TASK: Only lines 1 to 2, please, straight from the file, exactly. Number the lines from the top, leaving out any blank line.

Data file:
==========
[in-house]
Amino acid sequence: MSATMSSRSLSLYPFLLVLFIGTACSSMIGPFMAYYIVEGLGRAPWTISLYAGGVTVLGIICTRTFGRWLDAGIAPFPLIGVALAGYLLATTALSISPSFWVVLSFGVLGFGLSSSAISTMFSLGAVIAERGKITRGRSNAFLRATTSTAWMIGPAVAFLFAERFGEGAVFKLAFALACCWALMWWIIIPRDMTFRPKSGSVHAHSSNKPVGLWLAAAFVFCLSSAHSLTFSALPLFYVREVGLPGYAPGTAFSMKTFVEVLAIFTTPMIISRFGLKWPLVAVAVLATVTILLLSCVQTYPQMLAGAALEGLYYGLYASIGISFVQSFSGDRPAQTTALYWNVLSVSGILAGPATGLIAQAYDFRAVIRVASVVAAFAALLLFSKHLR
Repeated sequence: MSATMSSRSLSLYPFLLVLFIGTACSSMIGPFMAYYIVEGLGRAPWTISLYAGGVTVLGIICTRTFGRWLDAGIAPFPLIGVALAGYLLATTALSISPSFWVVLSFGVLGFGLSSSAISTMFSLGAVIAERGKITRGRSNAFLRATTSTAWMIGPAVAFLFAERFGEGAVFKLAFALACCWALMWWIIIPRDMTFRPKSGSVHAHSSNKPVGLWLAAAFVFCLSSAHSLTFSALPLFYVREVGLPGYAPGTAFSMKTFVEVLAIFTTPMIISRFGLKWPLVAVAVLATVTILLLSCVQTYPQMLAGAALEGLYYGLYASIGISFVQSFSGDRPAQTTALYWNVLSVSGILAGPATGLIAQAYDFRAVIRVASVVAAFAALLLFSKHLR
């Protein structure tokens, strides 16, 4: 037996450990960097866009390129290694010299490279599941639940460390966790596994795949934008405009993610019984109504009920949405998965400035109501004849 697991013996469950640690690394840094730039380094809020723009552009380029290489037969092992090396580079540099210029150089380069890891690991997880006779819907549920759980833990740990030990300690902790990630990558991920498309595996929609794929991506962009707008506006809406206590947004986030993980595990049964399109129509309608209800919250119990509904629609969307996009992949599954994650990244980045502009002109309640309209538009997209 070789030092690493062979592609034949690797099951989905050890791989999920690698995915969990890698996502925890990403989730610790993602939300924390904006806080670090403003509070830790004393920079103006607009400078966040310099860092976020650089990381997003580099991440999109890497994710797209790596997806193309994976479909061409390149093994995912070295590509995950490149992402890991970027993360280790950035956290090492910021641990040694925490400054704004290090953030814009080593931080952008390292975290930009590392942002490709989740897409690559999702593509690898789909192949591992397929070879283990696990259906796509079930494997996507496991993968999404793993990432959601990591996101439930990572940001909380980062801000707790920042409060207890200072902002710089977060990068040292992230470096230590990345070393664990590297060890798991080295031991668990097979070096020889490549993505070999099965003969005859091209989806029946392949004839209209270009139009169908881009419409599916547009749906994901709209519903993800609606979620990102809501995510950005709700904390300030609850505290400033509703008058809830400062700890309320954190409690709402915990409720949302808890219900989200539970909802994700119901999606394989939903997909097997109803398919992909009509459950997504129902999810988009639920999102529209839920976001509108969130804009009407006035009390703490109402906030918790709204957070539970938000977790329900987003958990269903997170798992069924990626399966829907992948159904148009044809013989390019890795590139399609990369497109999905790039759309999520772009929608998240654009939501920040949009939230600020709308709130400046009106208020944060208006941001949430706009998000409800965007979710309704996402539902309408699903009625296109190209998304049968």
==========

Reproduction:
[in-house]
Amino acid sequence: MSATMSSRSLSLYPFLLVLFIGTACSSMIGPFMAYYIVEGLGRAPWTISLYAGGVTVLGIICTRTFGRWLDAGIAPFPLIGVALAGYLLATTALSISPSFWVVLSFGVLGFGLSSSAISTMFSLGAVIAERGKITRGRSNAFLRATTSTAWMIGPAVAFLFAERFGEGAVFKLAFALACCWALMWWIIIPRDMTFRPKSGSVHAHSSNKPVGLWLAAAFVFCLSSAHSLTFSALPLFYVREVGLPGYAPGTAFSMKTFVEVLAIFTTPMIISRFGLKWPLVAVAVLATVTILLLSCVQTYPQMLAGAALEGLYYGLYASIGISFVQSFSGDRPAQTTALYWNVLSVSGILAGPATGLIAQAYDFRAVIRVASVVAAFAALLLFSKHLR